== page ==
Syria is a hot topic in news for many reasons.
One reason is that it has close proximity to our friends in Israel. The other obvious reason is because the theorized “gassing” of its people is greatly immoral. The United States has long been a voice of dealing with things that are immoral and suspect in the world community.
The United States and other governments have accused Assad’s military of launching a chemical weapons attack Aug. 21 on Damascus suburbs. Assad has denied that his forces were involved.
“The world set a red line. The world set a red line when governments representing 98 percent of the world’s population said the use of chemical weapons are and passed a treaty forbidding their use, even when countries are engaged in war. Congress set a red line when it ratified that treaty. Congress set a red line when it indicated that in a piece of legislation entitled the Syria Accountability Act that some of the horrendous things happening on the ground there need to be answered for.”
Congress Votes were as follows:
The vote was 10 to 7, with Democrats and Republicans on each side. Committee Chairman Bob Menendez (D-N.J.) supported the measure, as did ranking member Sen. Bob Corker (R-Tenn.) and Sen. John McCain (R-Ariz.), who has repeatedly urged President Obama to do more to aid the Syrian opposition.
Opponents included conservative Sen. Marco Rubio (R-Fla.), and liberals Sen. Tom Udall (D-N.M.) and Sen. Chris Murphy (D-Conn.).
The resolution, which was shaped by Menendez and Corker, called for a more limited use of force than Obama had proposed Saturday, when he announced that he would seek congressional blessing to strike Syria.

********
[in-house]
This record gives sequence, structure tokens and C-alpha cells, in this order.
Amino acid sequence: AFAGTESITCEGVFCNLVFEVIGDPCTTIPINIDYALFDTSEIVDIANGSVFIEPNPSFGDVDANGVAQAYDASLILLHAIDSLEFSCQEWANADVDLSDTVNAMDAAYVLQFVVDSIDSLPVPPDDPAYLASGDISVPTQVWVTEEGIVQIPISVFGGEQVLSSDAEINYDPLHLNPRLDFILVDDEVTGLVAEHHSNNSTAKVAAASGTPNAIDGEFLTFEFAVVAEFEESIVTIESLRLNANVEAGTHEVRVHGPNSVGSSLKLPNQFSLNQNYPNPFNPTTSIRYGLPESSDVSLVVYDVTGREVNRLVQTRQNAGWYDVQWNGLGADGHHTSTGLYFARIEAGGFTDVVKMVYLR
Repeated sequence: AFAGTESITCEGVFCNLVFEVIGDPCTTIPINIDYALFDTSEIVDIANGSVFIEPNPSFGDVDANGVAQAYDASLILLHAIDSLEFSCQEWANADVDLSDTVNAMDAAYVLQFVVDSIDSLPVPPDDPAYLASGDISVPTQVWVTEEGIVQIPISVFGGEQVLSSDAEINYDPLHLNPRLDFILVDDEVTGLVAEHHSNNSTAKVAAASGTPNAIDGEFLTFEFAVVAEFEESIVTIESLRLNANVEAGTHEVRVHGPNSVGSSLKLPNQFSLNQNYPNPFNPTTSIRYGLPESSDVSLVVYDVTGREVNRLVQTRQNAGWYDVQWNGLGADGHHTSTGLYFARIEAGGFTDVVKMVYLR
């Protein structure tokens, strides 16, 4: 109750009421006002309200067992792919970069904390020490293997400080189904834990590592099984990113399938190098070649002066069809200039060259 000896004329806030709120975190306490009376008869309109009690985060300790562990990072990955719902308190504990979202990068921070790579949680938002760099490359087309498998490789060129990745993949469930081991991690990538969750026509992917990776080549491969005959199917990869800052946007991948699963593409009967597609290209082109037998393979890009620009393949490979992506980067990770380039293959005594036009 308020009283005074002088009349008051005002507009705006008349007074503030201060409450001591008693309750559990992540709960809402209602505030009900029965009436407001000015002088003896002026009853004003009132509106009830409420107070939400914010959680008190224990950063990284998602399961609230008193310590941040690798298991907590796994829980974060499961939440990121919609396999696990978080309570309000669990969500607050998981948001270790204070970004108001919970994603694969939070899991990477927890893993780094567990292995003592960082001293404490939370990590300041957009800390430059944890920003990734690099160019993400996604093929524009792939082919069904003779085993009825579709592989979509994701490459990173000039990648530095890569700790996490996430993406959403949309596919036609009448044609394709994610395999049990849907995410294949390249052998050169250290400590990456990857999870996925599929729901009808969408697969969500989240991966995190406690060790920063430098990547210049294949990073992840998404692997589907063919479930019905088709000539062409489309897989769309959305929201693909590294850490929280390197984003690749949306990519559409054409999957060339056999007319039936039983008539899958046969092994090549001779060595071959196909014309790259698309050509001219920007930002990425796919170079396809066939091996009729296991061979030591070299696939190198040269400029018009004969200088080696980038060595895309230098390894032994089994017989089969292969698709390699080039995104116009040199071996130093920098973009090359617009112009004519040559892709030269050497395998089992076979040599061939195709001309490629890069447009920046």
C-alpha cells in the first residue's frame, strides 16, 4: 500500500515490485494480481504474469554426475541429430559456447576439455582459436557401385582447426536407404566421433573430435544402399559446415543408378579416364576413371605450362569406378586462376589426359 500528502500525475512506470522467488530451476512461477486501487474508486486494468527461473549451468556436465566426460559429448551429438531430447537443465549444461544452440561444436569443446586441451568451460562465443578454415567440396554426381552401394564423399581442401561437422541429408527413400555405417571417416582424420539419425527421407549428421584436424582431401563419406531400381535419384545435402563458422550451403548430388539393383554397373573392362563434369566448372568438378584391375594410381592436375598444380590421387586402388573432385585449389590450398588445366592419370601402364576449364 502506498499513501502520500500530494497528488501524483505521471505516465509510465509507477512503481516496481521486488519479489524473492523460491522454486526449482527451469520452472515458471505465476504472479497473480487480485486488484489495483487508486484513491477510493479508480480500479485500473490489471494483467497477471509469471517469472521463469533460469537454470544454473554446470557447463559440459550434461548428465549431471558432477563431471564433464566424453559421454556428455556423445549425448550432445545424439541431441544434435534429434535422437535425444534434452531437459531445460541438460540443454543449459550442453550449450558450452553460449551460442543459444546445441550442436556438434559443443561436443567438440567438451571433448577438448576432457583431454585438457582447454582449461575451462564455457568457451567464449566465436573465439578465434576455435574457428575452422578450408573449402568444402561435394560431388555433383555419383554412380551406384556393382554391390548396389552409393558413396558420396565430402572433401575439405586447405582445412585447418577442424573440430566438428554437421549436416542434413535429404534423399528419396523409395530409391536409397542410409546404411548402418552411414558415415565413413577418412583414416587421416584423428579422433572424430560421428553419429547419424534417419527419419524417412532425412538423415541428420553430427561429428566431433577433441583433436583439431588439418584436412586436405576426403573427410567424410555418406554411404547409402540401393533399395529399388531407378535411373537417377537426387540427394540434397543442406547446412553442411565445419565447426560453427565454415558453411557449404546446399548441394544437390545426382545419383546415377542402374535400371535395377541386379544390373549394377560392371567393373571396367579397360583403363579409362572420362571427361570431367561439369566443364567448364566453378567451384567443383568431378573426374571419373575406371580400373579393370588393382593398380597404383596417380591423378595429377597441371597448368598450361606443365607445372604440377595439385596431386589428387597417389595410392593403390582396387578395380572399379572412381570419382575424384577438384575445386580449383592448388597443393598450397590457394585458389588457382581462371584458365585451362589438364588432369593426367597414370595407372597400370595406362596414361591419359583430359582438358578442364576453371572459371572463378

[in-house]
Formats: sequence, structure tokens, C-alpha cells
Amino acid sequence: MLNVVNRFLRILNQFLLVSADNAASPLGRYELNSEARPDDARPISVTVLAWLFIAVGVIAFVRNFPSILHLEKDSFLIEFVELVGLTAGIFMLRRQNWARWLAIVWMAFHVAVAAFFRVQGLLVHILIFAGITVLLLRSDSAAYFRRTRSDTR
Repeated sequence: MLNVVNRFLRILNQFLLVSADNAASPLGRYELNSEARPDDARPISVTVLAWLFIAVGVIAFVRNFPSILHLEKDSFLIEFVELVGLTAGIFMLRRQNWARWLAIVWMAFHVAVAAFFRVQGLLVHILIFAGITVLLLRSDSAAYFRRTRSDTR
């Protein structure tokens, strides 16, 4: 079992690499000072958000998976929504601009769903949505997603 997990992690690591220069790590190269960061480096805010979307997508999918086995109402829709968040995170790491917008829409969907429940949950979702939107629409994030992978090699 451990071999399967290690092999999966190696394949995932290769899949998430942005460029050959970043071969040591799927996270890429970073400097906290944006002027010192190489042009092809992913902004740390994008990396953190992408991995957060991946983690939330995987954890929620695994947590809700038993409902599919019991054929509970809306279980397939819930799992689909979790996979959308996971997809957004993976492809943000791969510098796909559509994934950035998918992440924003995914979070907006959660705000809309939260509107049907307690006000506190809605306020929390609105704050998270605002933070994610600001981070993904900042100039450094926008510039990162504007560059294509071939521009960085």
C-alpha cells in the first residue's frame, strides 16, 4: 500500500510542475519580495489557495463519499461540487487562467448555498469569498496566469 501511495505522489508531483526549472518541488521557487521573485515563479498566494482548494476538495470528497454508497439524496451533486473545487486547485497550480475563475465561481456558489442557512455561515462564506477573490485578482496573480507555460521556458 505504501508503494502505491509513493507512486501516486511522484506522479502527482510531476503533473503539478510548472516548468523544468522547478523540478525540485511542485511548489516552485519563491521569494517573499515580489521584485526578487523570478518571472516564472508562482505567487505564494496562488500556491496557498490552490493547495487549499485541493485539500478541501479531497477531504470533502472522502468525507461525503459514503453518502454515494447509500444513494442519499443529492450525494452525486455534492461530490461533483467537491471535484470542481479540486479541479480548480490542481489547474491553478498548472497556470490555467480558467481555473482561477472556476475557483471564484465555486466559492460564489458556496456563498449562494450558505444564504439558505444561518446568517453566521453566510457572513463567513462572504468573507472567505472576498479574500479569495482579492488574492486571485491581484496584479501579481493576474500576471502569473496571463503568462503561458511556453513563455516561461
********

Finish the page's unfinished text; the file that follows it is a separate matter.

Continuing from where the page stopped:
Some rebel groups are closely allied with al Qaeda. Syria’s al Qaeda wing is known as the Islamic State of Iraq and Syria (ISIS), and it’s been gaining a greater foothold. And analysts say al Qaeda’s affiliate in Syria, Jabhat al-Nusra, is generally the most effective force fighting al-Assad. The group’s name means “Victory Front.” It was listed as a foreign terrorist organization by the U.S. State Department in December.
They’re not just fighting al-Assad’s regime — they’re fighting Hezbollah militants. Early on in the Syrian conflict, reports surfaced that Hezbollah fighters were helping Syrian government forces. In May, the Lebanon-based Shiite militant group’s leader confirmed it. “Syria is the backbone of the resistance (in the region) and its main supporter,” Hezbollah Secretary-General Hassan Nasrallah said in a televised speech. “The resistance will never stand by while its backbone is exposed.”
It started as peaceful protesting. Peaceful protests against President Bashar al- Assad’s government are how it all started in February 2011, after authorities arrested 15 schoolchildren for painting anti-government graffiti on the walls of a school in the city of Daraa.Syrian security forces opened fire at one demonstration, killing at least four protesters — the first casualties, activists say, in Syria’s civil war.As anti-government protests spread across Syria that year, calls for reforms quickly escalated into calls for the removal of the entire al-Assad regime.